Welcome to another episode of 7-Minute Marketing with Pam. My name is Pam Didner, and I love sharing a little dose of B2B, digital, content marketing and sales enablement, seven minutes at a time.

I stayed in Lima for a couple of days before my trip to Machu Picchu and learned some interesting trivia about Lima and Peru that made me think about marketing…  I know… Just can’t get marketing out of my mind even when I am on vacation.

Here are several things I’ve learned that reminded me of marketing

Lima receives only 0.3 inches of rain per year.  Portland, Oregon, where I live, gets 44 inches of rain per year. People in Lima doesn’t know how to use an Umbrella. It’s the 2nd largest desert city after Cairo in Egypt. Ok, here is the interesting fact: Although it doesn’t rain, it often reaches close to 100% humidity. Because of high humidity, the weather is always cloudy and feels like it’s going to rain anytime, but it doesn’t. When I was there, it was overcast with the dark clouds hovering overhead, I thought it would rain anytime. No, it just stayed overcast the whole time, but the air felt damp. My jacket felt a bit wet while I was there…

Since there is almost no rain all year round but many people and cars in the city, it creates a large amount of dust. People are constantly cleaning and dusting. They clean their cars, buildings, streets, otherwise, the city would be covered with thick layers of dust. Daily maintenance and cleaning are important for the city to showcase its best. So that piece of information makes me think of our own digital presence. Our own websites and digital presence also need to be maintained and cleaned on a regular basis. Although a website needs to have fresh content, it also needs to be maintained and cleaned by deleting or updating old content. It’s kind of sad that, when my tour guide mentioned cleaning, I was immediately thinking about digital marketing maintenance.

Here is another piece of trivia information that made me think of marketing, especially content marketing.

The largest immigrant population since the early 1800’s is Chinese, followed by Japanese, then Italian. About 10% of Peruvians are of Chinese-descent or have some or Chinese heritage.  A Chinese restaurant is called a Chifa: derived from Chinese moms calling their kids playing on streets to come home to eat (吃飯了). The famous Peruvian dish, Lomo Saltado, is cooked with soy sauce. Another common fish dish, A la chorrillana, has what American’s would call a Chinese ‘sweet and sour’ flavor. And the side for both dishes is rice! My tour guide told me that Peruvians love Chinese food. Who doesn’t?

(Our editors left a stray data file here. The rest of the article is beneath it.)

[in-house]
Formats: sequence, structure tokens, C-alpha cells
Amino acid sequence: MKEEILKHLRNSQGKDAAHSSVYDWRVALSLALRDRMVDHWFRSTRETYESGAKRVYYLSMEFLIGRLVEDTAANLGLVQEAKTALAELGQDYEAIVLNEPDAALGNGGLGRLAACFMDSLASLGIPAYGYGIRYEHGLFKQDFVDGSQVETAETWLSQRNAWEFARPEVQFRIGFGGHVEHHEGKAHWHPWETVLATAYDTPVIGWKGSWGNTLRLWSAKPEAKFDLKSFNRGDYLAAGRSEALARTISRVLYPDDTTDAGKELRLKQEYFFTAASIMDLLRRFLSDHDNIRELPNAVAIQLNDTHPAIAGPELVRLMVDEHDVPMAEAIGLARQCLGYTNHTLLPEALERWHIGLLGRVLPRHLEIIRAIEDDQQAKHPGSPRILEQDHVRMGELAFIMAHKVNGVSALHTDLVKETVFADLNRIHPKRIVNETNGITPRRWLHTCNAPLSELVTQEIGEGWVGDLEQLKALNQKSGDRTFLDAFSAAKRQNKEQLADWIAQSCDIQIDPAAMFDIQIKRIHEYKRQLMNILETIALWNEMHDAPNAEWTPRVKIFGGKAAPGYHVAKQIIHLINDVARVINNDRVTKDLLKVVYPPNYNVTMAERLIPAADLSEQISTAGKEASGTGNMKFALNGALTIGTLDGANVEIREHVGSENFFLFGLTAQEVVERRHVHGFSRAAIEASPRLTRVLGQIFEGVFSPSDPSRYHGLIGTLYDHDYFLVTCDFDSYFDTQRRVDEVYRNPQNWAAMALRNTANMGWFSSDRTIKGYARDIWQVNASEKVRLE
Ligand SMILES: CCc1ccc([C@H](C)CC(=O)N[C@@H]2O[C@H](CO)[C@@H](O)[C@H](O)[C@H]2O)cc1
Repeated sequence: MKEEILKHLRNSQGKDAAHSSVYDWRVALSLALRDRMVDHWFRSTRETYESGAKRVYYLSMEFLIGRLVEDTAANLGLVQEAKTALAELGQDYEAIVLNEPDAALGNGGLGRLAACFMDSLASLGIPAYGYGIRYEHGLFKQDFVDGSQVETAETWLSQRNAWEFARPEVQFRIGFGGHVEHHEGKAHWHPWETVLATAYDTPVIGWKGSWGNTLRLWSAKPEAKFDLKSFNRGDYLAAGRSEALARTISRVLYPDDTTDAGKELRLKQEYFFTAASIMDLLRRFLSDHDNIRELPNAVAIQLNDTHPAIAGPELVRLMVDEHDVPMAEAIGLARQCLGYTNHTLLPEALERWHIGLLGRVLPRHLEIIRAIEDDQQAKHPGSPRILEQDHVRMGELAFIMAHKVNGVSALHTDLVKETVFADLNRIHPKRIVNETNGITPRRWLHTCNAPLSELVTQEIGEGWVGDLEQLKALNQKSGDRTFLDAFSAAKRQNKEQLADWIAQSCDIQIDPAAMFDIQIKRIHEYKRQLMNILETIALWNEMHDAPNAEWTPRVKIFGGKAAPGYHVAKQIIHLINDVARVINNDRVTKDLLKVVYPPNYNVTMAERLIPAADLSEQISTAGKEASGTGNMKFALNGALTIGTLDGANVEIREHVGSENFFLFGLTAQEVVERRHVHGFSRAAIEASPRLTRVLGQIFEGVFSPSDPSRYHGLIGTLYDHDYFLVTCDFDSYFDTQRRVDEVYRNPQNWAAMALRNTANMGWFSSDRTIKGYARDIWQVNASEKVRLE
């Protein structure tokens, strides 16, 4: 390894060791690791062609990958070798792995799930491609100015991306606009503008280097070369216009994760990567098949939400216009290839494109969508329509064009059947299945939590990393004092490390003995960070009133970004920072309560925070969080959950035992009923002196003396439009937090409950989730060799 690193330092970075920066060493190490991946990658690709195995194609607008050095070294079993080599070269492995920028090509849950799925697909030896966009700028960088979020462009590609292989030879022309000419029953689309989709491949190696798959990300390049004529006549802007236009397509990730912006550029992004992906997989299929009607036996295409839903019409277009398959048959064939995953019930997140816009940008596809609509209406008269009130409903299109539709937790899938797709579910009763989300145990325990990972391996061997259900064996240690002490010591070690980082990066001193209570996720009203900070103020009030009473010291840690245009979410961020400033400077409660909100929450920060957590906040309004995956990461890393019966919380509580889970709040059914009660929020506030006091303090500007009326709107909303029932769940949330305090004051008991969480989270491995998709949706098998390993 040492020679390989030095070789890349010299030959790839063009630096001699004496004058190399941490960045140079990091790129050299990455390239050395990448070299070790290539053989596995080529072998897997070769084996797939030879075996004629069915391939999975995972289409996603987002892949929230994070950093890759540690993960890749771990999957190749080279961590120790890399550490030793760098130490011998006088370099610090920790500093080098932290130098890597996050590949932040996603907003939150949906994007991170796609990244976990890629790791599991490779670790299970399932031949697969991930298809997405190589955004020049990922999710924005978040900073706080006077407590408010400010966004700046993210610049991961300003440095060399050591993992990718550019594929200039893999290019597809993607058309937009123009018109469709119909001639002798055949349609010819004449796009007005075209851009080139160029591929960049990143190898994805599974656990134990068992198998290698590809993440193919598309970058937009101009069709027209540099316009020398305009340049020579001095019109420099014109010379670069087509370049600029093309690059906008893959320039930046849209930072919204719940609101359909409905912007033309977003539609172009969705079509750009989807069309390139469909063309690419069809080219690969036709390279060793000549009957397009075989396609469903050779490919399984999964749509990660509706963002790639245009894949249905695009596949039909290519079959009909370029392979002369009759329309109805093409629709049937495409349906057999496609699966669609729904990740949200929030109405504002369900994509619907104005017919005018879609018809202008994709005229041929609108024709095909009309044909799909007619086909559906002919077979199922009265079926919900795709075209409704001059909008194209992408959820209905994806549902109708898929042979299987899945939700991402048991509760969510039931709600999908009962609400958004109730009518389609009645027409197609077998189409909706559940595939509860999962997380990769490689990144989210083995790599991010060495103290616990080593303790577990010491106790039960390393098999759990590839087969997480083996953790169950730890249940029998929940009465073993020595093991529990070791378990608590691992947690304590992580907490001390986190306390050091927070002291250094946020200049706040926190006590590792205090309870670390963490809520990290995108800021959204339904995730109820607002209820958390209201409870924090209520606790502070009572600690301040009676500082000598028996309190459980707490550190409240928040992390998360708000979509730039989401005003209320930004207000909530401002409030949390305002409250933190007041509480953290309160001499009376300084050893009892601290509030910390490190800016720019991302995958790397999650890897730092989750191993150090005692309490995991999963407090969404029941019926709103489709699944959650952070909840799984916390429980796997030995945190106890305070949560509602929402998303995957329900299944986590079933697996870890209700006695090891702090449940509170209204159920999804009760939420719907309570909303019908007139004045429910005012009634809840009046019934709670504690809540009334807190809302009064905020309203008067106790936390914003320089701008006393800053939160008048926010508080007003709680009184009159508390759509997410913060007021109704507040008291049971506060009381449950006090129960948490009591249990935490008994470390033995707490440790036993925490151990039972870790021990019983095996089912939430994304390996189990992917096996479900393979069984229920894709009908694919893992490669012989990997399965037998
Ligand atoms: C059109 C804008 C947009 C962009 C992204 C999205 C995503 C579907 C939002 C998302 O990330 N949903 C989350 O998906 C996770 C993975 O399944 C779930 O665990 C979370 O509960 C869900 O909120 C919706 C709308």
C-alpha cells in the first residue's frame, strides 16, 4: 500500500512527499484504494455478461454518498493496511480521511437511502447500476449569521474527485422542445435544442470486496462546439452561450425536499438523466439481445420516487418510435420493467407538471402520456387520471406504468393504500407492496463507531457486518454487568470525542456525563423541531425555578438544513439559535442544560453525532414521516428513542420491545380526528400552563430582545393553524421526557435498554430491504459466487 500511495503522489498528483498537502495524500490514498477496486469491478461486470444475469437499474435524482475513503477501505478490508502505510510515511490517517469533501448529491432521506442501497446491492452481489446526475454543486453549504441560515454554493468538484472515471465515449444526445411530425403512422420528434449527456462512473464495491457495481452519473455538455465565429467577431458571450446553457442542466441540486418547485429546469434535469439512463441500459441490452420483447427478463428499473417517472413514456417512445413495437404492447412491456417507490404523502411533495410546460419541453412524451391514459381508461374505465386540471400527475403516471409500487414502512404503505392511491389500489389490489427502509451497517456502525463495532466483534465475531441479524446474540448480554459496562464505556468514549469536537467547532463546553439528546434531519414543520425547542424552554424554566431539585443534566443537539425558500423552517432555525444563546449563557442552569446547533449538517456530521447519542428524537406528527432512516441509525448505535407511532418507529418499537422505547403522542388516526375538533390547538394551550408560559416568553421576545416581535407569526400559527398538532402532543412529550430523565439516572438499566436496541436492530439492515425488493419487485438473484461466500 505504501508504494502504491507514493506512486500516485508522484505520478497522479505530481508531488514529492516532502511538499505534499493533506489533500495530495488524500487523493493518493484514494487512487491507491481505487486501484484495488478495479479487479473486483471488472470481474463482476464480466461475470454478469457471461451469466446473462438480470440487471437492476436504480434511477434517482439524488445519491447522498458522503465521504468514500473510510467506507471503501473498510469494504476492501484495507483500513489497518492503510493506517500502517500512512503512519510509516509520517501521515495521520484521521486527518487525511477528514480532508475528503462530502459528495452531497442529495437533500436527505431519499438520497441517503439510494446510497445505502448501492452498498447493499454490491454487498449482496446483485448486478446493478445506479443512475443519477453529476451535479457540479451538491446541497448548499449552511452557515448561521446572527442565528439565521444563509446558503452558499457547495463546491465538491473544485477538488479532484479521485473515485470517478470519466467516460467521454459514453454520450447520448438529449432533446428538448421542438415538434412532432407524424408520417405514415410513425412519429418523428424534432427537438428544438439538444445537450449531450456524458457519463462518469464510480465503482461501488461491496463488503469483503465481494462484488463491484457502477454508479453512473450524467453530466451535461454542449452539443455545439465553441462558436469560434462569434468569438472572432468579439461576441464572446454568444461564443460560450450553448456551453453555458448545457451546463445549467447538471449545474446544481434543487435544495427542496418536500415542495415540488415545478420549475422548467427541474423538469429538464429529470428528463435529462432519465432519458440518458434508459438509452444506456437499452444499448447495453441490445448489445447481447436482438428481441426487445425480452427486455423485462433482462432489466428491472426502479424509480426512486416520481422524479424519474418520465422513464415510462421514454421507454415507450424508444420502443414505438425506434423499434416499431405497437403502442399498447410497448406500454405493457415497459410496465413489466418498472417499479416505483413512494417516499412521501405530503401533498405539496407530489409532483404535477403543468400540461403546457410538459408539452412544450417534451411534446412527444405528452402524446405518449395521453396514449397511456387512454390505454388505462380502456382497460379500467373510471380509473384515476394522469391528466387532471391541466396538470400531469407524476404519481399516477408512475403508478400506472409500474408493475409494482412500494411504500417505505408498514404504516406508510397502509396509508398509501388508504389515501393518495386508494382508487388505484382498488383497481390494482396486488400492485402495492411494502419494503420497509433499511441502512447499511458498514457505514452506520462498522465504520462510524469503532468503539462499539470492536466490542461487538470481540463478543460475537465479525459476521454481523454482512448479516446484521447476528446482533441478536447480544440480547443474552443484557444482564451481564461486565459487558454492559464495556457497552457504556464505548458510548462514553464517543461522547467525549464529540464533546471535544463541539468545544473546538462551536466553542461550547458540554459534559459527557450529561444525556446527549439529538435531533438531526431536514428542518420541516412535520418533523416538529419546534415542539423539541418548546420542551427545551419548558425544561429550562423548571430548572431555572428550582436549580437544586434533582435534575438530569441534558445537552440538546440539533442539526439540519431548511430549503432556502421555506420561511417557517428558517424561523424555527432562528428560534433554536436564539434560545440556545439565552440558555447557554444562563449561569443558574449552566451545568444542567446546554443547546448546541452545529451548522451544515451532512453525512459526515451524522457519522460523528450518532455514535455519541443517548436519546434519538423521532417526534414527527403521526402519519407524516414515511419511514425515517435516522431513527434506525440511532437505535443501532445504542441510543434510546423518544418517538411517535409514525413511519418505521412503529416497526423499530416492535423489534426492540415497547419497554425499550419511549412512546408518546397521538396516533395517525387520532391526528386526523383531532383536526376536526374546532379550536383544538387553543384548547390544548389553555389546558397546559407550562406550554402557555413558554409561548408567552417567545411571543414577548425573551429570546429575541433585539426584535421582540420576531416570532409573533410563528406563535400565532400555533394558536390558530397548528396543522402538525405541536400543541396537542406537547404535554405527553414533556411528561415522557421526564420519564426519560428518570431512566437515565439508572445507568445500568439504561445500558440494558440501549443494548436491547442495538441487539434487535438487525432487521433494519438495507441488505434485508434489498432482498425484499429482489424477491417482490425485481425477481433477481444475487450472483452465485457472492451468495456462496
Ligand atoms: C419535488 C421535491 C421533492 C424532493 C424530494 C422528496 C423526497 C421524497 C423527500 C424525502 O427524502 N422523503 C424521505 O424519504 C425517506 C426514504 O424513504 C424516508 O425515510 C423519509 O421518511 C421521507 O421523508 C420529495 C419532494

It made me think of content localization and customization. If you need to localize content about food in Peru, the proper way to describe a Chinese eatery is Chifa, which is unique to Peru.

Localization and customization examples

Speaking of a brand and messaging localization and customization, here are a couple examples I saw in a supermarket. Tide, the popular detergent brand in the US, is called Ace. The word Tide probably doesn’t make much sense to Peruvians. However, the Tide logo remains the same, even though they customized the brand name. Then, I passed by the hair-care product section, I noticed that Head and Shoulders and Pantene both keep their product brand names in English, but features and user benefits are translated into Spanish. It’s interesting to see how brands determine what to localize or translate. Talking about connecting the dots, I somehow made a connection between Chifa and brand/messaging localization of Tide, Head and Shoulders, and Pantene.

Here is another example of global vs. local that I noticed

Due to the Spanish Inquisition, 80% of Peruvians are converted or coerced to Roman Catholics. Indigenous beliefs and religions were suppressed during the colonial period. Somehow though, you can still find local influence when they practice Catholicism. For example, the Inca people believe in the God of the Sun.  Whenever you see Virgin Mary’s statue, you can see her wearing a crown shaped like a sun with discreet decorations that are meaningful to the locals. This may not be a great example of global vs. local, but the reality is that you can’t ignore the local elements even when you try to preach to or coerce your own religious beliefs on others. It’s the same in the marketing, you need to understand your customers’ needs and incorporate the local flavors into your marketing outreach.

Peru is a country with 30M people, but 10M of them live in Lima. My stay in this city was short, but the food is fantastic, and they incorporate various international cuisines to enhance their own local flavors. My next step is Cusco, the former capital of the Inca Empire.  This city with 500,000 people is situated nicely over 11,000 feet above sea level. I hope that I won’t get high-altitude sickness… I’ll keep you posted…

The next episode, I’ll be recording from Machu Picchu.

Again, send me your marketing questions or thoughts via Twitter @pamdidner

More from Peru in the next episode.

Be well. Until next time.

What can Pam Didner do for you?

Being in the corporate world for 20+ years and having held various positions from accounting and supply chain management, and marketing to sales enablement, she knows how corporations work. She can make you and your team a rock star by identifying areas to shine and do better. She does that through private coaching, keynote speaking, workshop training, and hands-on consulting. Contact her or find her on LinkedIn and Twitter. A quick note: Check out her new 90-Day Revenue Reboot, if you are struggling with marketing.